His Lordship found that, although the views of the Pyramus & Thisbe Club command respect, in this instance their views are not correct, and that there is no distinction between works on the building owner’s land or the adjoining owner’s land for the purposes of s. 12(1). Mr Kaye was therefore entitled to request security, and his Lordship amended the Award accordingly.
Extinction of Common Law Rights
It was argued before the Court that there is a distinction between rights that are granted exclusively by the 1996 Act, and rights that already exist at common law, but which are regulated by the 1996 Act.
His Lordship was referred to the authorities of Selby v Whitbred & Co  1 KB 736 and Louis & Louis v Sadiq (1997) 74 P. & C.R. 325 (decided under the earlier LondonBuilding Acts 1894 and 1939 respectively) and found the authorities
“show that, when the provisions of the relevant Act are operated, the common law rights are “supplanted” or “substituted” by the rights under the Act in relation to matters dealt with under the Act.” [author’s emphasis]
However, his Lordship went further, and found that:-
“…the common law rights are supplanted and substituted by the provisions of the Act and that this applies as much to sections 6(1) and 6(2) as it does to section 6(3) or any other provision of the 1996 Act. I do not consider that there is a proper distinction between rights that only exist under the 1996 Act and rights that exist at common law and which are regulated by the 1996 Act. The Act creates new rights which do not exist at common law permitting the building owner to carry out work on the land of the adjoining owner. However, whilst at common law the building owner would have a right to carry out work on their own land, those rights in relation to the area within 3 or 6 metres of the boundary are supplanted or substituted by the provisions of sections 6(1) and 6(2) of the 1996 Act”. [author’s emphasis].
Although the difference between the two statements is subtle, it is an important one. Instead of enhancing the rights that existed at common law before the 1996 Act, his Lordship found that the 1996 Act operated as a wholesale replacement of those rights.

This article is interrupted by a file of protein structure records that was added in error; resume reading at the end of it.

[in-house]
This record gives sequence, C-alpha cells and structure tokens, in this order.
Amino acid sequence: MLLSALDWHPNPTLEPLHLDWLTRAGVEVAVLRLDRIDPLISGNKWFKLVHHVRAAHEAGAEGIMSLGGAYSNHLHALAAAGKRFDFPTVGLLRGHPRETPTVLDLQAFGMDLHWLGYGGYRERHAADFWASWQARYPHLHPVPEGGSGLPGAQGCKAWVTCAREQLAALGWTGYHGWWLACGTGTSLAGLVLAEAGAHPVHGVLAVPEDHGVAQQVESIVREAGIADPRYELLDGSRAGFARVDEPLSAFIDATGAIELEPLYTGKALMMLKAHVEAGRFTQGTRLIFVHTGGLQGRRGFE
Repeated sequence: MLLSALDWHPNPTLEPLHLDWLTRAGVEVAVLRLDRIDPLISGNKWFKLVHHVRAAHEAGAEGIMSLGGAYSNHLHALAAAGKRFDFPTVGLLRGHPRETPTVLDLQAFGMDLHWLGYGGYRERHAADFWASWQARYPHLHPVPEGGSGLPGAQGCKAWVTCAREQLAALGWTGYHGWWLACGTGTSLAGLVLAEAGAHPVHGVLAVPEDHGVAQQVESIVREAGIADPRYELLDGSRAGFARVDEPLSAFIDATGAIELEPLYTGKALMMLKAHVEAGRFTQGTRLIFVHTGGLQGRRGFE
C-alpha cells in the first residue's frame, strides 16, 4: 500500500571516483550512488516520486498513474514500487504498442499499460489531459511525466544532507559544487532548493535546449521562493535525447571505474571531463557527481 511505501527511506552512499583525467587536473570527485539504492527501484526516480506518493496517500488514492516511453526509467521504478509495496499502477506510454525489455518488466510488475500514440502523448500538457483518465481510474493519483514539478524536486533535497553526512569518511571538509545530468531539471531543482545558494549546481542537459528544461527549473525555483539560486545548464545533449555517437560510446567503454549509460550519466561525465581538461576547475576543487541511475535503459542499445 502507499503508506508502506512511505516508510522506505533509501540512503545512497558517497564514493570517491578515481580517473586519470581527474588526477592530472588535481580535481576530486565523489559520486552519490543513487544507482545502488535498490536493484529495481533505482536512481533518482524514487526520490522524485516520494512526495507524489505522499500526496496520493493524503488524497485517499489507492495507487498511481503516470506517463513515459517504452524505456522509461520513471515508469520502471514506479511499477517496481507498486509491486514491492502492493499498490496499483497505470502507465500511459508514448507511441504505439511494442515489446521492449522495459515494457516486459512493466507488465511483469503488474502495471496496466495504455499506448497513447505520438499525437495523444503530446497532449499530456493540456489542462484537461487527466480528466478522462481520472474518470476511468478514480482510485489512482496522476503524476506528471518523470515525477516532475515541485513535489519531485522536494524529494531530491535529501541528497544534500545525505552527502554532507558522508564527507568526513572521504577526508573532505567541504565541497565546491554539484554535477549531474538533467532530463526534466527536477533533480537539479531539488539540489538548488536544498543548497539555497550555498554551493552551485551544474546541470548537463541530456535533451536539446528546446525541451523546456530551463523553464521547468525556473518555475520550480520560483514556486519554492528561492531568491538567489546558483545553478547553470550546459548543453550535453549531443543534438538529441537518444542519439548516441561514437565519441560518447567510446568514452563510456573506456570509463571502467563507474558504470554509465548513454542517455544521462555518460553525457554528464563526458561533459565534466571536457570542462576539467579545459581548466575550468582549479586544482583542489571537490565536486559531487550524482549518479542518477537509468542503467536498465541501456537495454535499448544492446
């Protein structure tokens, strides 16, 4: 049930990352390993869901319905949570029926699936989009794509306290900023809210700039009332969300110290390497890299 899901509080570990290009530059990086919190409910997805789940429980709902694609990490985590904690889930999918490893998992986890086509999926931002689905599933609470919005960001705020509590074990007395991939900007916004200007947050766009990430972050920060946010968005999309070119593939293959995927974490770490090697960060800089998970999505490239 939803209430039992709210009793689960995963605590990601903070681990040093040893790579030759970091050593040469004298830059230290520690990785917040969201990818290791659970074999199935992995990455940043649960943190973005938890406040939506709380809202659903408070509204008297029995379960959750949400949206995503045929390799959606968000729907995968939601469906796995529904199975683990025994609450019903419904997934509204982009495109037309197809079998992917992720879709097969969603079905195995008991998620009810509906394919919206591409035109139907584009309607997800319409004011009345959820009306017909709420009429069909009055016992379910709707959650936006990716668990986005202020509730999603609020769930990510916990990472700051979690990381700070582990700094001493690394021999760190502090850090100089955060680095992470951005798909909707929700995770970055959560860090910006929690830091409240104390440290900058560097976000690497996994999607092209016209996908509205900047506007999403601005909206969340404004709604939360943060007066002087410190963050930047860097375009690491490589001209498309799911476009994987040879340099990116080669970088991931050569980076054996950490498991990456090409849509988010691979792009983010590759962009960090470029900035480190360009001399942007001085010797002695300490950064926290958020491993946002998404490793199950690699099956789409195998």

Therefore, the only way a building owner can undertake the type of works set out in ss. 1, 2 and 6 of the 1996 Act is to serve the relevant notice and follow the statutory procedure. He can no longer rely on common law rights.
The practical effects of this decision are yet to be seen.
As a County Court decision, it is not strictly of binding authority, and indeed may yet be appealed. However, given that Mr Justice Ramsey is both a High Court Judge and an eminent construction law expert it is thought that, in the absence of exceptional circumstances, the Court’s decision should be regarded as having the same authority as a decision of the High Court.
It is also thought that it will now be easier for adjoining owners to obtain injunctions to prevent or stop works in the absence of an award. Previously, the adjoining owner would have had to demonstrate not only the absence of a relevant notice and/or an award, but also that the works would have constituted a trespass and/or nuisance at common law.
However, in light of his Lordship’s decision, it is thought that all an adjoining owner will now need to demonstrate is a failure to comply with the 1996 Act; in particular, they may not need to prove any damage has been suffered or is likely to be suffered.
The decision has also clarified how important points of law arising from appeals under s. 10(17) may be referred to the High Court.
It should be remembered that, in addition to London, the Technology and Construction Court sits as both a High Court, as well as a County Court, at Birmingham, Bristol, Cardiff, Central London, Chester, Exeter, Leeds, Liverpool, Manchester, Mold, Newcastle upon Tyne and Nottingham Court Centres.